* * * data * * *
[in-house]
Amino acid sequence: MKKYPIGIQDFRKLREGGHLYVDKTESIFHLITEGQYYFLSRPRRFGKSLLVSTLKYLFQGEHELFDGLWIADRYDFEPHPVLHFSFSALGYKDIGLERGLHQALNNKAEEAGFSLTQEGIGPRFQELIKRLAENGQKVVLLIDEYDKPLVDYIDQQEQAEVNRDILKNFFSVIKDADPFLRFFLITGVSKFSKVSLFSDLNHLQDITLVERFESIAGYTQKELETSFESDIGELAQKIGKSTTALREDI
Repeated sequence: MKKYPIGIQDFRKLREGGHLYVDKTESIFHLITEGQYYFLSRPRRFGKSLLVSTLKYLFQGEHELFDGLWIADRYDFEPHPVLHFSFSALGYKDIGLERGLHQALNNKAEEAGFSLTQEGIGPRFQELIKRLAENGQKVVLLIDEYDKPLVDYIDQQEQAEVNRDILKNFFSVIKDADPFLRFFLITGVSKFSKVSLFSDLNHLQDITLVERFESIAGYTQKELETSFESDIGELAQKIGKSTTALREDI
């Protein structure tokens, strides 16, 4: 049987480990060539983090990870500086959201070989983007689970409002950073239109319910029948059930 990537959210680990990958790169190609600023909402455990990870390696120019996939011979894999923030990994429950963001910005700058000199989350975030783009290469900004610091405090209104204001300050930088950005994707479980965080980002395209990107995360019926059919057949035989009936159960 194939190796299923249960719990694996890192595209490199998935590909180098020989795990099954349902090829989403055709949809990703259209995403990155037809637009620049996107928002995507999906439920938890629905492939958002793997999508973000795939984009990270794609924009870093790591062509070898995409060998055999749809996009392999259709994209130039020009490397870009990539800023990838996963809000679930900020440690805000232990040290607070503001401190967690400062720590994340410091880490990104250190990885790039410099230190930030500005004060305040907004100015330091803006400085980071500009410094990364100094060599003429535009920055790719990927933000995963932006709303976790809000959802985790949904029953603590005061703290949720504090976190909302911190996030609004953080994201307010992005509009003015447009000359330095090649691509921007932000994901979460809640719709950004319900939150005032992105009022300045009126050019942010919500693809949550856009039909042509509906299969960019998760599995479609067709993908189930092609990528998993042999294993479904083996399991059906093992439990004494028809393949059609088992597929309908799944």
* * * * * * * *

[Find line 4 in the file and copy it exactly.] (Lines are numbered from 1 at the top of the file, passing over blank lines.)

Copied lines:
């Protein structure tokens, strides 16, 4: 049987480990060539983090990870500086959201070989983007689970409002950073239109319910029948059930 990537959210680990990958790169190609600023909402455990990870390696120019996939011979894999923030990994429950963001910005700058000199989350975030783009290469900004610091405090209104204001300050930088950005994707479980965080980002395209990107995360019926059919057949035989009936159960 194939190796299923249960719990694996890192595209490199998935590909180098020989795990099954349902090829989403055709949809990703259209995403990155037809637009620049996107928002995507999906439920938890629905492939958002793997999508973000795939984009990270794609924009870093790591062509070898995409060998055999749809996009392999259709994209130039020009490397870009990539800023990838996963809000679930900020440690805000232990040290607070503001401190967690400062720590994340410091880490990104250190990885790039410099230190930030500005004060305040907004100015330091803006400085980071500009410094990364100094060599003429535009920055790719990927933000995963932006709303976790809000959802985790949904029953603590005061703290949720504090976190909302911190996030609004953080994201307010992005509009003015447009000359330095090649691509921007932000994901979460809640719709950004319900939150005032992105009022300045009126050019942010919500693809949550856009039909042509509906299969960019998760599995479609067709993908189930092609990528998993042999294993479904083996399991059906093992439990004494028809393949059609088992597929309908799944």